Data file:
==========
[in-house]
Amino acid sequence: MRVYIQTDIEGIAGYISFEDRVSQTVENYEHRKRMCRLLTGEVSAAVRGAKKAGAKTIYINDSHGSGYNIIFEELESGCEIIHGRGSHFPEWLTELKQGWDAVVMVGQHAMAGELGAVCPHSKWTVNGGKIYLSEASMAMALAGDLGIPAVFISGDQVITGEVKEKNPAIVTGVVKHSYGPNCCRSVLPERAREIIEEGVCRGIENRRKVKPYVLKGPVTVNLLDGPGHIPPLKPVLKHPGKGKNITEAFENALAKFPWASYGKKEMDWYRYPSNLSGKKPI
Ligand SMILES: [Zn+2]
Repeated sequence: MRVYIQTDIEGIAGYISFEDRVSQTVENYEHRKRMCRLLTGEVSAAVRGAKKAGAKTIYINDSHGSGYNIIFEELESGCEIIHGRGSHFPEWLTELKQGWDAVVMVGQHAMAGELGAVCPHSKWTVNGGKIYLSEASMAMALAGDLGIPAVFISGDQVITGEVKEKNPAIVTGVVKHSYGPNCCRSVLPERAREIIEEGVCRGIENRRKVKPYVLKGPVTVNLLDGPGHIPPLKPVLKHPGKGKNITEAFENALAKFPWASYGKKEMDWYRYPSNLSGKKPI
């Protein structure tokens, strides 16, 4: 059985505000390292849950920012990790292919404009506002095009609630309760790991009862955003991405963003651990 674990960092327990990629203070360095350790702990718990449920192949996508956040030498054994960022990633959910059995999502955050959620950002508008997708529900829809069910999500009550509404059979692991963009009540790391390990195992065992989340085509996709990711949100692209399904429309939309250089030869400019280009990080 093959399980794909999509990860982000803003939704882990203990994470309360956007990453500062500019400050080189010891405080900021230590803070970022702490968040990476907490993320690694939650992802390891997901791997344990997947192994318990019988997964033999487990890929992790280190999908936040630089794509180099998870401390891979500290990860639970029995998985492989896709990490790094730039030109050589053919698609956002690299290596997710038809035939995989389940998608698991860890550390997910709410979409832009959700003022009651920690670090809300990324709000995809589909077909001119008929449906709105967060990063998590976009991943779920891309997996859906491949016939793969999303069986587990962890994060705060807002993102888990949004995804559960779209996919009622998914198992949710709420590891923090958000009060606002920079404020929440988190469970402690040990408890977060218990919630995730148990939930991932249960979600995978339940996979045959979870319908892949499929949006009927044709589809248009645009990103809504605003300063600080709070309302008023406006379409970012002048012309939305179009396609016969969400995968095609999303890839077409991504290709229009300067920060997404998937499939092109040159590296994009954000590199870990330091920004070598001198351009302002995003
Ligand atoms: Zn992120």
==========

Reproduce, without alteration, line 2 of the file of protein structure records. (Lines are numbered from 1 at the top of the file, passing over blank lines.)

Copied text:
Amino acid sequence: MRVYIQTDIEGIAGYISFEDRVSQTVENYEHRKRMCRLLTGEVSAAVRGAKKAGAKTIYINDSHGSGYNIIFEELESGCEIIHGRGSHFPEWLTELKQGWDAVVMVGQHAMAGELGAVCPHSKWTVNGGKIYLSEASMAMALAGDLGIPAVFISGDQVITGEVKEKNPAIVTGVVKHSYGPNCCRSVLPERAREIIEEGVCRGIENRRKVKPYVLKGPVTVNLLDGPGHIPPLKPVLKHPGKGKNITEAFENALAKFPWASYGKKEMDWYRYPSNLSGKKPI